It was a difficult decision to come home over winter. I tossed and turned in my tent at night for months and I wrestled over it during long days in the saddle. Even at home I have struggled with the feeling of unfinished business, often feeling like my mind is still out there on the road. Ultimately however, the choice to delay gratification and come home was right. With just over a week until I’m back on the road; I can finally begin looking forward to continuing the adventure. If you read my last blog post, you know I won’t be alone! Here’s the plan!
In April I fly back to Tbilisi and (hopefully) collect my bike from the friend of a friend of a friend I entrusted it to. This stage is clearly fundamental; if it goes wrong, I’ll be walking around the world!
From Georgia, Sus and I pass into our first dictatorship, Azerbaijan, and make a bee-line for Baku, the oil-rich capital city stretching along the shores of the Caspian Sea. Here we will experience the infamous logistical and bureaucratic obstacles involved in the treacherous Caspian Sea boat crossing.
‘[The boat] is an ageing relic of the Soviet era and one of seven rusting hulks pressed into service to bridge the gap between the Caucasus and Trans-Caspian railways. As much as I relished the idea of leaving Azerbaijan, the sight of the ferry made me worry that the corrupt police and the slag heap behind me may be the lesser of two evils. The ship was barely afloat. The Dagestans weren’t designed for open water, their topsides too high to survive the violent storms of the Caspian. Even moored to the groaning linkspan the ship looked unstable, rolling against the dock bumpers as the rail cars shunting into the hold upset its balance.’
Better hope the sea is calm then, eh? 17 hours and one perilous journey later, we will dock in Kazakhstan for a few days partying with Borat, before pedalling into Uzbekistan. Here we trace ancient footsteps through the desert along the famous silk road trading route passing nonchalant camels and ancient cities built to accommodate the weary traveller. It will be a bit of a desert dash though with unforgiving visa constraints and ex-soviet rules looming over us!
From Uzbekistan, we head up into Tajikistan and along the Pamir Highway, as it winds its way through the mountains less than a stone’s throw (literally) from the Afghan border. I am stoked for this part, as the unpaved road regularly climbs to 4,000 metre high legs-burning, jaw-dropping, fist-pumping high mountain passes. It is renowned as an EPIC route among bike tourers.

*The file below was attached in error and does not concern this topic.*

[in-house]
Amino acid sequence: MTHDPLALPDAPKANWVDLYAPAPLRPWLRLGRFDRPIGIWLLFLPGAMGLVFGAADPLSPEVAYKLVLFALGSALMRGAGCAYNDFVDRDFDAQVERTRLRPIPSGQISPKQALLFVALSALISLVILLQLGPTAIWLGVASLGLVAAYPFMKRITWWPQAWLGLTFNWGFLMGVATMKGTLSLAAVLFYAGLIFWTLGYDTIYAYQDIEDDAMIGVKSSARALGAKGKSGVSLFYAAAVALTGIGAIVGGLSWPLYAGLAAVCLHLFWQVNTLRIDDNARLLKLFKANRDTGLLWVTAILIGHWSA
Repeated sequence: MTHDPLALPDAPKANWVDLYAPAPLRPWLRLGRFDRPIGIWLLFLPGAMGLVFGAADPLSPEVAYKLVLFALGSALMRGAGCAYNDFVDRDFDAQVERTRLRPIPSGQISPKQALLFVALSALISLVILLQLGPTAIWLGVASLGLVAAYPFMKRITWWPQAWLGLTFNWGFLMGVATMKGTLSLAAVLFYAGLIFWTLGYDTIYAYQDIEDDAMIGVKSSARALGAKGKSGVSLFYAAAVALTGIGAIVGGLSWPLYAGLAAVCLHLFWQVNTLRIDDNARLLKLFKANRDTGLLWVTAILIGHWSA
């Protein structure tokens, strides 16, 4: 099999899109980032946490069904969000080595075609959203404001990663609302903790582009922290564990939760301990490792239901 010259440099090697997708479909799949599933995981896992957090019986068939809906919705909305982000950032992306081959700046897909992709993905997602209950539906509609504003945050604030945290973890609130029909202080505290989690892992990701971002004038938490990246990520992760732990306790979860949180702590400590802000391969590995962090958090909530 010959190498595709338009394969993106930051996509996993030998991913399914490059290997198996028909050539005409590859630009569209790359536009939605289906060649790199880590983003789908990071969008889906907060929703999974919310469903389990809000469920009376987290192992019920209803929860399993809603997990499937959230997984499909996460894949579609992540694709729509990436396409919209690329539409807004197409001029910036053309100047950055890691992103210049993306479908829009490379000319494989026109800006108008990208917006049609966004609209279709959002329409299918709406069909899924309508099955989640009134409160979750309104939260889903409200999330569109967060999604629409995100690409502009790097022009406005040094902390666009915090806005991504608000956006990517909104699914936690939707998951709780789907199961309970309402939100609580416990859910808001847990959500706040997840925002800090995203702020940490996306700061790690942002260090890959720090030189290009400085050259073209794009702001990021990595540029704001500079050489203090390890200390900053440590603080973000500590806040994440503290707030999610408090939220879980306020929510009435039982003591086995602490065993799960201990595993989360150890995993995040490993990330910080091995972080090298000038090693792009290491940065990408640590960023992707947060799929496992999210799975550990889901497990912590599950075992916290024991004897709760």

It will be a joy to reach the luscious Kyrgyzstan which has embraced tourism and removed much of its red tape. We need no visa, and face no tight time constraints. In short, everything should run smoothly, so long as I don’t describe their national dish as being like ‘horse penis’.
Next up, country number 22 is China. Think it’s big? Imagine trying to cycle across it! While the east of the country is densely populated, recalling memories of school lessons about China’s one child policy, only 2% of citizens live in the rugged western half, meaning we can expect remote wilderness and long distances between civilisations. It will also be searing heat. Oh, and as if that wasn't hard enough, we only have two months visa to cross the entire country requiring an average 100+km per day, every day, for two months. This has come to be known as the China Challenge and is going to be really, really difficult cycling!
South East Asia
Having crossed China in two months, or been deported trying, crossing into South-East Asia will begin to feel more like a holiday and I expect to zigzag slowly across, experiencing everything that South-East Asia has to offer, hopefully reaching a warm beach in the south of Thailand in time for Christmas 2016. If you're expecting to be anywhere in South-East Asia between November 2016 and April 2017, send me a message; we might be able to meet up!
Australia (and beyond!)
Originally Australia was the final destination, but now I’m hooked, and I can’t see myself not going further. After crossing this enormous country, and avoiding every dangerous thing that wants to kill me, I’ll check out Tasmania and New Zealand. But from there… who knows? South America? Africa? Alaska? A nice warm bed and a shower in England?
The future is so exciting! Are you coming along for the ride?